c. Portfolio investments in India, net




d. Portfolio investments by India, net




4. Other foreign capital, net




All values in this table are in billion USD. It shows that 88 percent of the increase in capital flows in the second quarter came from sources that the RBI does not control.

If restrictions on loans reduced capital inflows, where did the increase of USD 17.4 in net inflows come from? The biggest chunk of the increase came from a category known as "other capital flows". This increased by USD 8.2 billion compared to the previous quarter. "Other capital flows" comprises leads and lags in exports, funds held abroad, advances received pending issue of shares under FDI and other capital receipts not included elsewhere. The category "other" is mainly capital that comes through channels that cannot be accounted for properly.

The second biggest chunk of the increase came from net banking capital. This amounted to an increase of USD 7.1 billion over the previous quarter. According to the RBI this mainly reflects a draw down of assets held by the banking system abroad. In this category NRI deposits fell. The RBI controls the interest rate on NRI deposits and this had been lowered to reduce inflows to India. So while the growth in NRI deposits was very small at less than USD 1 billion, that in banking assets and liabilities, which the RBI does not control, saw a sharp increase.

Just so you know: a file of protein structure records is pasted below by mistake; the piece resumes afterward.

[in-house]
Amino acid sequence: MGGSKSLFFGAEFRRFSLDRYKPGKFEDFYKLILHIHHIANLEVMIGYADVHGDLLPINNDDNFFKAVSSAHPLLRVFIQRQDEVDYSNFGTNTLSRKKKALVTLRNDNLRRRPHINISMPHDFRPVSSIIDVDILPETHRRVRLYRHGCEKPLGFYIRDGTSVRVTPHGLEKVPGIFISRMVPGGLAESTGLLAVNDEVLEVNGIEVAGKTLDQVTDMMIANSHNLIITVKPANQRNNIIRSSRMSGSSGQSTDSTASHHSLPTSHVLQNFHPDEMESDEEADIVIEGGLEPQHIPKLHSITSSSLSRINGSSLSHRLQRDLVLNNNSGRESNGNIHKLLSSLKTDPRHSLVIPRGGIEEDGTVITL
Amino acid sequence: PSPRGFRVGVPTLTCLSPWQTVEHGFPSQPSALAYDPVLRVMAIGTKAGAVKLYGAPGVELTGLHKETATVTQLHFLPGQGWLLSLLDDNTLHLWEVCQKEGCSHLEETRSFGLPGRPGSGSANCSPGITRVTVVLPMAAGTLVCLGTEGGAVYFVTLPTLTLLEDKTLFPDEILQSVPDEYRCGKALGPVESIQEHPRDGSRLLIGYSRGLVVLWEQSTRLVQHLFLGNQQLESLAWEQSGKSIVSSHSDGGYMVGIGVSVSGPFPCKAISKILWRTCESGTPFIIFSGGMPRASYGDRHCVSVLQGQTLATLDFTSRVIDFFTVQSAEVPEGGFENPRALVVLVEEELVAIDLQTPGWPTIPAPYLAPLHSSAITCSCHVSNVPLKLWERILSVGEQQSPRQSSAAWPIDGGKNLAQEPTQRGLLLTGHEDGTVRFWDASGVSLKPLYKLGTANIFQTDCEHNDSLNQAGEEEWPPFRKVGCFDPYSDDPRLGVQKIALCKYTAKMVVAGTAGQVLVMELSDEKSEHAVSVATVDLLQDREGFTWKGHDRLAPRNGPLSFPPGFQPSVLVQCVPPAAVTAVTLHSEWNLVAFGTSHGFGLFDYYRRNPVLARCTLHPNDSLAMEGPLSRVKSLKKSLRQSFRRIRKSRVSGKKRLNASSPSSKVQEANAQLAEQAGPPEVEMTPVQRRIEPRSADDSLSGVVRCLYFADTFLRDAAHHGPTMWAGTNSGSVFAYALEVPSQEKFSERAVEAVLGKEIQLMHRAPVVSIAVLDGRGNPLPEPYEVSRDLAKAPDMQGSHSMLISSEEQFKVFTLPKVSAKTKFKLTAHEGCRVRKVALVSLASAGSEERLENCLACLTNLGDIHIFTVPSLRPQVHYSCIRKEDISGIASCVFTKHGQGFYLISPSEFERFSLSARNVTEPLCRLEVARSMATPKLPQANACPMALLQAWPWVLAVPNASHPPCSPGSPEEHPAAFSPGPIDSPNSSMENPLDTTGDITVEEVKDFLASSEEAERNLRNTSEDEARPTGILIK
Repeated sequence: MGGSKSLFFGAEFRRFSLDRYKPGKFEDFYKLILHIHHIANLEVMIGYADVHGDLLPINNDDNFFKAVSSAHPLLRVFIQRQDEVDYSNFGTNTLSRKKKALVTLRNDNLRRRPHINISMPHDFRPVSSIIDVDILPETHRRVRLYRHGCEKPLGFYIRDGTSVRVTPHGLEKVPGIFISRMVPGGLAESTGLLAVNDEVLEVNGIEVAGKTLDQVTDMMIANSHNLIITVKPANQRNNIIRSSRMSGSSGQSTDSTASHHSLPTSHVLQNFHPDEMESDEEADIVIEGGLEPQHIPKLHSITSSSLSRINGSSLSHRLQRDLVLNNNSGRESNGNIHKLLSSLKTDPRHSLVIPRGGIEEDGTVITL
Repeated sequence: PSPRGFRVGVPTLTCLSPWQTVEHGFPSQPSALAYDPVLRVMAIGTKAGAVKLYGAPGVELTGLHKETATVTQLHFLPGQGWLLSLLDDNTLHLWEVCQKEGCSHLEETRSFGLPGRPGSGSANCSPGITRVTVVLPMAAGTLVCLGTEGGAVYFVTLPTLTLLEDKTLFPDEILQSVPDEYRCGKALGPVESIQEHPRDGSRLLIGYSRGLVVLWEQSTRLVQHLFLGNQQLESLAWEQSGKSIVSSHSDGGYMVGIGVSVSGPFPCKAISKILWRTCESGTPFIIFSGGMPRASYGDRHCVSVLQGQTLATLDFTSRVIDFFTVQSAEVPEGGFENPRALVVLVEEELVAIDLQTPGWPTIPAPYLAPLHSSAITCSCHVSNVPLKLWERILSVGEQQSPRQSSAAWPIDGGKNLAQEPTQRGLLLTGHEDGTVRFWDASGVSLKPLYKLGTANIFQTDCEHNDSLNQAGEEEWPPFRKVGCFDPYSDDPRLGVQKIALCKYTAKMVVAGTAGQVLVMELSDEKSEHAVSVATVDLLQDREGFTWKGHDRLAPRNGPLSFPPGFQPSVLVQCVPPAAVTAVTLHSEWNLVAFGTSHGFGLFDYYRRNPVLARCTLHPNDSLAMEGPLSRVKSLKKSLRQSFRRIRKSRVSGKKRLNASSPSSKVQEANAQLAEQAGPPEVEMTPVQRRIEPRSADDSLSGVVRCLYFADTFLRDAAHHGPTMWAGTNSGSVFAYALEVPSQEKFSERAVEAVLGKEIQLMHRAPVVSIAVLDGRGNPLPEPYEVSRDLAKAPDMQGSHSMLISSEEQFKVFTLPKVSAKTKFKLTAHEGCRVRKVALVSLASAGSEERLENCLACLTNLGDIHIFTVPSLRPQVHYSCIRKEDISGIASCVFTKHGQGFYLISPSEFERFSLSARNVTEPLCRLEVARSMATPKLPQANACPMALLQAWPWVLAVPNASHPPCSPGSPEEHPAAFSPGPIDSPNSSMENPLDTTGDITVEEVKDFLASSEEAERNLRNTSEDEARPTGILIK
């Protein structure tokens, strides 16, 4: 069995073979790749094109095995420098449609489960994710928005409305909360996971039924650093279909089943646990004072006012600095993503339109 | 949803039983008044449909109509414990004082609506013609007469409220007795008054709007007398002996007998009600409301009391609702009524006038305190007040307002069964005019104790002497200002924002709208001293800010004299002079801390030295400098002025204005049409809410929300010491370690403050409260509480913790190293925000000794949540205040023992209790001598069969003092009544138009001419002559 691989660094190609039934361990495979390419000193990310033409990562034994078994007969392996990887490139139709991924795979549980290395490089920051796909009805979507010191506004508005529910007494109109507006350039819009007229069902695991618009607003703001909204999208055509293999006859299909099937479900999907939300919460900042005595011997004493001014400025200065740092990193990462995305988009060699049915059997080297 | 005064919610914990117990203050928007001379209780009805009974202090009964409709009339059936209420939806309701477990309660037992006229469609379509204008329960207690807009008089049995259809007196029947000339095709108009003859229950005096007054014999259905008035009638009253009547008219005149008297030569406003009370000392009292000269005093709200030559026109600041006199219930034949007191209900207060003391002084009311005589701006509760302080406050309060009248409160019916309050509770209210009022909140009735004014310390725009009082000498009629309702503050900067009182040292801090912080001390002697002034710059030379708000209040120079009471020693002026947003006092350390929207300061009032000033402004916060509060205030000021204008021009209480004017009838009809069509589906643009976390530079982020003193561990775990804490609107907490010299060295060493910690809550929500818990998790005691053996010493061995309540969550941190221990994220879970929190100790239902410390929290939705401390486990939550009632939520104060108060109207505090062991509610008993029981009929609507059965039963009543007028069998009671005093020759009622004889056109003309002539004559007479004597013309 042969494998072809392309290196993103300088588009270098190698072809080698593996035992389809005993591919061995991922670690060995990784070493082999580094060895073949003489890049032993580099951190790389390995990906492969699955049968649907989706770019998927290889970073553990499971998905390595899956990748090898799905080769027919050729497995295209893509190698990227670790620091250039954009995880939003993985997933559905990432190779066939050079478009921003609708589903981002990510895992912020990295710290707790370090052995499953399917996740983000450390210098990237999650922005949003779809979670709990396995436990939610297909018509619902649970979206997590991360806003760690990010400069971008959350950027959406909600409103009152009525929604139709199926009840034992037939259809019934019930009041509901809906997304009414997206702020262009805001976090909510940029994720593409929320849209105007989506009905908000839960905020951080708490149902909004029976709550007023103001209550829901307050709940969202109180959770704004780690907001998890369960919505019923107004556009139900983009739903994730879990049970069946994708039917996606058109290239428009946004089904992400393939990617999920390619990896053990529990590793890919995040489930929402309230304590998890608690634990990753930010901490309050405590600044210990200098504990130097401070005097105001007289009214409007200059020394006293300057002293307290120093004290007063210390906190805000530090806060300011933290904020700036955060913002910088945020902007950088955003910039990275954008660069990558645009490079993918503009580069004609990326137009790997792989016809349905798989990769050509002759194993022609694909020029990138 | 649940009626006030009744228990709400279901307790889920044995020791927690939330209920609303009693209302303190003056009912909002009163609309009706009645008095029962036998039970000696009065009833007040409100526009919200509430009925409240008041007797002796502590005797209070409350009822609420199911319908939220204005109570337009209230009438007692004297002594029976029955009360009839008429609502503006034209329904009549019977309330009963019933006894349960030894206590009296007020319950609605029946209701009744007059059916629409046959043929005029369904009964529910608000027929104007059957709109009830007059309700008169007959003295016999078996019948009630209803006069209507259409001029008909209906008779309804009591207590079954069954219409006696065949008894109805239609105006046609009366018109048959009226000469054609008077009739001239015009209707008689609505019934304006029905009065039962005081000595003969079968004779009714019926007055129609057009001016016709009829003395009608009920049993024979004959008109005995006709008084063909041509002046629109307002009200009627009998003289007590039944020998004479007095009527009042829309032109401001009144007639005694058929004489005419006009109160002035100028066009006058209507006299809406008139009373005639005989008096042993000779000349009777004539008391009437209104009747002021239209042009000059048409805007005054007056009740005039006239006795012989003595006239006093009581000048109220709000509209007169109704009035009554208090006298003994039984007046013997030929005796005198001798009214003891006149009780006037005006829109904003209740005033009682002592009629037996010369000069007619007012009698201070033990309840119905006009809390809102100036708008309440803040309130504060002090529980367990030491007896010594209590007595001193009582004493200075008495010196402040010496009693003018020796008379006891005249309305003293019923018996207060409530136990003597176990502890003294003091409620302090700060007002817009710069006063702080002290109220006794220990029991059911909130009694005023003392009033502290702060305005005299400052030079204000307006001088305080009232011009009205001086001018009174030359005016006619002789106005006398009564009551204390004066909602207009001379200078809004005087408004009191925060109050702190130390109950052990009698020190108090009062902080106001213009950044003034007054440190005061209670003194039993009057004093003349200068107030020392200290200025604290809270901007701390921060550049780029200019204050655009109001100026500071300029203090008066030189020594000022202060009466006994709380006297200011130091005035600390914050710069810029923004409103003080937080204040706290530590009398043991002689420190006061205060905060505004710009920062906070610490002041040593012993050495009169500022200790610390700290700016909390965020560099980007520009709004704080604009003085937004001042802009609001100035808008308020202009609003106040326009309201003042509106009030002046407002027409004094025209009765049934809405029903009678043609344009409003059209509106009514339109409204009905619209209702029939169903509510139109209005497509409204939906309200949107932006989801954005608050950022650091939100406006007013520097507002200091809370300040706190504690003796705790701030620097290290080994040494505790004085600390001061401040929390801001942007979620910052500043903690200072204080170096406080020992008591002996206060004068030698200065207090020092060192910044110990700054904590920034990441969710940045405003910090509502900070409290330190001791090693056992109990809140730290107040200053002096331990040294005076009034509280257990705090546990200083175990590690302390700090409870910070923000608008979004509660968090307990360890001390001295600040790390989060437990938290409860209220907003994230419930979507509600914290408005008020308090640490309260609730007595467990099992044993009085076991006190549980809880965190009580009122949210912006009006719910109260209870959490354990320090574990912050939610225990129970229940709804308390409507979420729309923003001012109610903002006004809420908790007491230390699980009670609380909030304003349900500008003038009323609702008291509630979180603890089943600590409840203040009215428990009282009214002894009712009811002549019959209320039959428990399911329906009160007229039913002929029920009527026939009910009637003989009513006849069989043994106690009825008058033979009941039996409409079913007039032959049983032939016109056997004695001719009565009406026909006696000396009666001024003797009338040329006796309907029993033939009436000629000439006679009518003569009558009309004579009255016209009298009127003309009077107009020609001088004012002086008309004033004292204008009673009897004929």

FII flows accounted for USD 3.5 billion of the total increase. Net foreign investment into India the second quarter was USD 2.7 less than in the first quarter.

The most striking fact about the sources of increase in capital flows is that the bulk of the increase, of USD 15.3 billion out of USD 17.4 billion, came from categories such as "other capital flows" which is a lot of flows that cannot be accounted for properly, and net banking capital where capital flows take place on the balance sheets of banks and are not directly controlled by RBI.

This evidence about the effectiveness of capital controls is not surprising. When capital controls are imposed it has often been seen in international evidence that the category for which the specific control is imposed shows a reduction in inflows, but the total continues to rise through an increase in some other form.